Saturday, May 12, 2012

Prince of Princes

I exchanged my copy of The Bad Infinity for a biography of Prince Grigory Potemkin - "Prince of Princes: the Life of Potemkin." The biographer, Sebag Montefiore is a much more entertaining writer than any of the Catherine the Great biographers I've read so far, and he writes almost as much about Catherine as Potemkin, which makes sense since their lives were so intertwined for over twenty years. He's made one of the most sensible statements yet on Catherine's favoritism:
The nature of "favouritism" derived from the Empress's peculiar position and her unique relationship with Potemkin. It was undeniably true that anyone becoming a favourite of Catherine's was entering a relationship in which there were three, not two, participants. Favouritism was necessary because Catherine lived in a man's world. She could not publicly marry again and, whether in law or spirit, she already had a husband in Potemkin. Their egos, talents and emotions were too equal and too similar for them to live together, but Catherine needed constant loving and companionship. She yearned to have an effective family around her and she had strong maternal instincts to teach and nurture. These emotional longings were easily as strong as her famed sexual appetites. She was one of those who must have a companion, and often did not change partners without finding a new one first. Usually such habits are more based on insecurity than wantonness, but perhaps the two are linked. There was another reason why Catherine, as she got older, sought younger lovers, even at the cost of her dignity and reputation. She touched on it herself when she described the temptations of Elizabeth's (the Empress who reigned prior to Catherine's husband) Court. The Court was filled with handsome men; she was the Sovereign. Catherine did it because she could - like the proverbial child in the candy shop. Who would not?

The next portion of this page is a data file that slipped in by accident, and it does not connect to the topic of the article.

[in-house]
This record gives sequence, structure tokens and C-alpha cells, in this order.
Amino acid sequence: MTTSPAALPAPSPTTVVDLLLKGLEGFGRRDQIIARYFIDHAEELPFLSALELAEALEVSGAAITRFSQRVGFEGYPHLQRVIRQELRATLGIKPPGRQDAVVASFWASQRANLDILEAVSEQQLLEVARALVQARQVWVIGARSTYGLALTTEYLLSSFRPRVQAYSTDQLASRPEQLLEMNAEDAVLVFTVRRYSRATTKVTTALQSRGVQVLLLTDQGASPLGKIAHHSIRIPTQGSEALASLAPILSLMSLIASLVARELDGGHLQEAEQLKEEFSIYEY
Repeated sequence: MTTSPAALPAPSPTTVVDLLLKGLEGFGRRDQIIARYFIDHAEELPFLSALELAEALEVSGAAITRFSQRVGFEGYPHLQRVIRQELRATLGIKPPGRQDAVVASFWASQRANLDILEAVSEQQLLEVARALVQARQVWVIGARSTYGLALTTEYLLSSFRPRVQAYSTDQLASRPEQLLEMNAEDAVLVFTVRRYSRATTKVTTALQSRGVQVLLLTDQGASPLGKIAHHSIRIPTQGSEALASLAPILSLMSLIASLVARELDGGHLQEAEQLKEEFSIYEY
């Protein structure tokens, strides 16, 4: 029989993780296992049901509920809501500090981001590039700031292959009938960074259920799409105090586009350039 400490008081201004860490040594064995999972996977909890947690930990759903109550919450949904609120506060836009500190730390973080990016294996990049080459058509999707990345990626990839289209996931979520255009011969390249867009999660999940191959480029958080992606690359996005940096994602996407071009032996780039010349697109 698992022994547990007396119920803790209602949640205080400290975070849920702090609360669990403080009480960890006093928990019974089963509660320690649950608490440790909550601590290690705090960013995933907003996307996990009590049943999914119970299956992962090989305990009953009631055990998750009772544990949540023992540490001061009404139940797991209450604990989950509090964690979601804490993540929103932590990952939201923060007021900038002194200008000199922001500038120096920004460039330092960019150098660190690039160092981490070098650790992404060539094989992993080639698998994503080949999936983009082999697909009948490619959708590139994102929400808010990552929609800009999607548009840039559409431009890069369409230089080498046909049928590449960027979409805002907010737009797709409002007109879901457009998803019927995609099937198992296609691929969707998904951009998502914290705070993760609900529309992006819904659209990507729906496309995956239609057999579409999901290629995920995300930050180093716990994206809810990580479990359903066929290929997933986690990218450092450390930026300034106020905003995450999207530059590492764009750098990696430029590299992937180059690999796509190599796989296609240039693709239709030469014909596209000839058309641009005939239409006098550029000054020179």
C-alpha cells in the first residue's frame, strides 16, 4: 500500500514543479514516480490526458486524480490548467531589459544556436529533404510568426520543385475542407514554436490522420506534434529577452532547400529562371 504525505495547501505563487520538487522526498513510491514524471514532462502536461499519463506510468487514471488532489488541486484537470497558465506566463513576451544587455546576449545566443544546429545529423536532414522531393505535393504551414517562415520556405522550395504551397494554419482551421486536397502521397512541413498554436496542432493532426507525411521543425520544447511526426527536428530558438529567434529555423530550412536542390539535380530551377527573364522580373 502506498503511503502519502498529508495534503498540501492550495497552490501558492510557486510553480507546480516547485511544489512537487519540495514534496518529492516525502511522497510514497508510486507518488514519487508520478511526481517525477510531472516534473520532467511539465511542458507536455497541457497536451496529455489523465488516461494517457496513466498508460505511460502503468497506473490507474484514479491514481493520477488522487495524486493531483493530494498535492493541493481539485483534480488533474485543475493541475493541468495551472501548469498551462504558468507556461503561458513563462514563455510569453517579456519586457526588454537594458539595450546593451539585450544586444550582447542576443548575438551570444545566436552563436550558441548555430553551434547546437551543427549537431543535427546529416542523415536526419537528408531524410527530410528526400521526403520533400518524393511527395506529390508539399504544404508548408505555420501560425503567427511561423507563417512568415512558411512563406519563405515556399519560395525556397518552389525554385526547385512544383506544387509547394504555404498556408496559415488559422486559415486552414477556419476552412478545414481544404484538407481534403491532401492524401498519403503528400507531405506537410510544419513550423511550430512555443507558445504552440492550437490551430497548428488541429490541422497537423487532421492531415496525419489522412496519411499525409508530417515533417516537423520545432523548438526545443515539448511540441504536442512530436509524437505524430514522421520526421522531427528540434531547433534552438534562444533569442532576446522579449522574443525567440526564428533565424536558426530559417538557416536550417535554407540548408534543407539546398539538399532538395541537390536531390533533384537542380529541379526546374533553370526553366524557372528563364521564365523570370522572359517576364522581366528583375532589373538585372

My emphasis at the end of the passage.

Harumph! A man's world indeed. Powerful older men who get young women are not consider to be risking their "dignity", and if anything it enhances their reputations.

I sure do hate the persistent double standards of the Patriarchy.

And I hate with equal vehemence the servant of the Patriarchy, Evolutionary Psychology, which tries to enshrine an indisputably cultural convention as "nature."